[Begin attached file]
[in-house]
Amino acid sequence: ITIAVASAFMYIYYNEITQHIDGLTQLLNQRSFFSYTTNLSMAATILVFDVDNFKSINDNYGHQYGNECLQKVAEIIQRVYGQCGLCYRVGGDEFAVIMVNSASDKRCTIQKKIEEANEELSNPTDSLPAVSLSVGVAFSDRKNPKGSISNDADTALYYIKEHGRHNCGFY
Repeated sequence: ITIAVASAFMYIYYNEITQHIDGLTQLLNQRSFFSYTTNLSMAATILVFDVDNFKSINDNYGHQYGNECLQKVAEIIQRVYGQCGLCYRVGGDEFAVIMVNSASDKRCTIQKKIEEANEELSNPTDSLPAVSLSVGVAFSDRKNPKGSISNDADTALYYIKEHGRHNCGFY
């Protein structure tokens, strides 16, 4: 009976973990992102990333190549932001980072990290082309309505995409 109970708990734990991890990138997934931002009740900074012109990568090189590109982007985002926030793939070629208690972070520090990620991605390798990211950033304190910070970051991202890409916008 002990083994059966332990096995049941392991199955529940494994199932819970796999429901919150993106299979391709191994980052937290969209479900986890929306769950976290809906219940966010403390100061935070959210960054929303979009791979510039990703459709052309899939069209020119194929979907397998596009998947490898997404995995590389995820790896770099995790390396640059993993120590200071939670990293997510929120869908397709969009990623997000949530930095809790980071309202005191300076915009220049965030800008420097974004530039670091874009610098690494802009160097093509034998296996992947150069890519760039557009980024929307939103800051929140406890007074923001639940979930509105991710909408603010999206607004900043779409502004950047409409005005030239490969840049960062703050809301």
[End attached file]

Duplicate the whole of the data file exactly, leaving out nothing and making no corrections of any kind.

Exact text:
[in-house]
Amino acid sequence: ITIAVASAFMYIYYNEITQHIDGLTQLLNQRSFFSYTTNLSMAATILVFDVDNFKSINDNYGHQYGNECLQKVAEIIQRVYGQCGLCYRVGGDEFAVIMVNSASDKRCTIQKKIEEANEELSNPTDSLPAVSLSVGVAFSDRKNPKGSISNDADTALYYIKEHGRHNCGFY
Repeated sequence: ITIAVASAFMYIYYNEITQHIDGLTQLLNQRSFFSYTTNLSMAATILVFDVDNFKSINDNYGHQYGNECLQKVAEIIQRVYGQCGLCYRVGGDEFAVIMVNSASDKRCTIQKKIEEANEELSNPTDSLPAVSLSVGVAFSDRKNPKGSISNDADTALYYIKEHGRHNCGFY
């Protein structure tokens, strides 16, 4: 009976973990992102990333190549932001980072990290082309309505995409 109970708990734990991890990138997934931002009740900074012109990568090189590109982007985002926030793939070629208690972070520090990620991605390798990211950033304190910070970051991202890409916008 002990083994059966332990096995049941392991199955529940494994199932819970796999429901919150993106299979391709191994980052937290969209479900986890929306769950976290809906219940966010403390100061935070959210960054929303979009791979510039990703459709052309899939069209020119194929979907397998596009998947490898997404995995590389995820790896770099995790390396640059993993120590200071939670990293997510929120869908397709969009990623997000949530930095809790980071309202005191300076915009220049965030800008420097974004530039670091874009610098690494802009160097093509034998296996992947150069890519760039557009980024929307939103800051929140406890007074923001639940979930509105991710909408603010999206607004900043779409502004950047409409005005030239490969840049960062703050809301």